The European Union warned on Monday that an influenza pandemic (search) was waiting to happen and said nations were still struggling to prepare for it.

"It is now a certainty that at some point in the future we will have a pandemic and therefore we need to prepare as much as possible," said EU Health Commissioner Markos Kyprianou (search) after a meeting of the bloc's 25 health ministers.

Influenza is highly contagious and has killed millions over the past century. It has traditionally moved in cycles and some scientists say a major outbreak is already overdue.

The 1918-1919 Spanish Flu (search) outbreak killed up to 40 million people around the world, much more than the Great War that preceded it. There also were major outbreaks in 1957-58 and 1968-1969 that killed more than a million each. The most virulent strains hit about every 30 years.

"Some say it is overdue, some say the near future. What is important is that it is coming and we have to prepare for it," Kyprianou said.

EU health ministers are scrambling to improve their reaction speed to any outbreak and seek to coordinate policies which often are still national responsibilities.

Scientists have already called for better vaccination programs and improvements in the early warning and rapid-response systems.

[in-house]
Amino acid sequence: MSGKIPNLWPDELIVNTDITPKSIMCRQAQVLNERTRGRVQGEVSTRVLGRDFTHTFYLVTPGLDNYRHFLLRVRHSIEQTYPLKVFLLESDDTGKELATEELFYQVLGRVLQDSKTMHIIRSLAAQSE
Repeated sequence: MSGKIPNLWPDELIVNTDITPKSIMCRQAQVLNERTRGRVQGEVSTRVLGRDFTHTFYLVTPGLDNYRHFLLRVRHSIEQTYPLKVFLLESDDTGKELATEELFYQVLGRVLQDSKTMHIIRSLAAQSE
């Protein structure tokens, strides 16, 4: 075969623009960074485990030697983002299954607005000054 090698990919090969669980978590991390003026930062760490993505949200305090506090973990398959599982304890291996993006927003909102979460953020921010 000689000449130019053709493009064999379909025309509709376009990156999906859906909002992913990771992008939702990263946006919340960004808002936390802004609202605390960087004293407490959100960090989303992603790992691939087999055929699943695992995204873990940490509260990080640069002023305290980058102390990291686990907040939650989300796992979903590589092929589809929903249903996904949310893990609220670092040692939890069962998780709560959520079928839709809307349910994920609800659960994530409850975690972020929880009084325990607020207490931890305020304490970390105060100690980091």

The EU has already stepped up efforts after the Sept. 11, 2001, attacks when bioterrorist attacks appeared as a palpable possibility.

If a pandemic breaks out, EU nations will face two main challenges, said Dutch Health Minister Hans Hoogervorst, who chaired the meeting. The virus will most likely be totally new and it will likely take about a year to have an efficient antidote on the market ready for use.

In the meantime, anti-viral medicine will have to be distributed and Hoogervorst said the production in large enough quantities in short enough time would be a huge problem.

Even during an average year, some 50,000 people in Europe die of the flu, more than road deaths. Hardest hit are the elderly, babies and young children.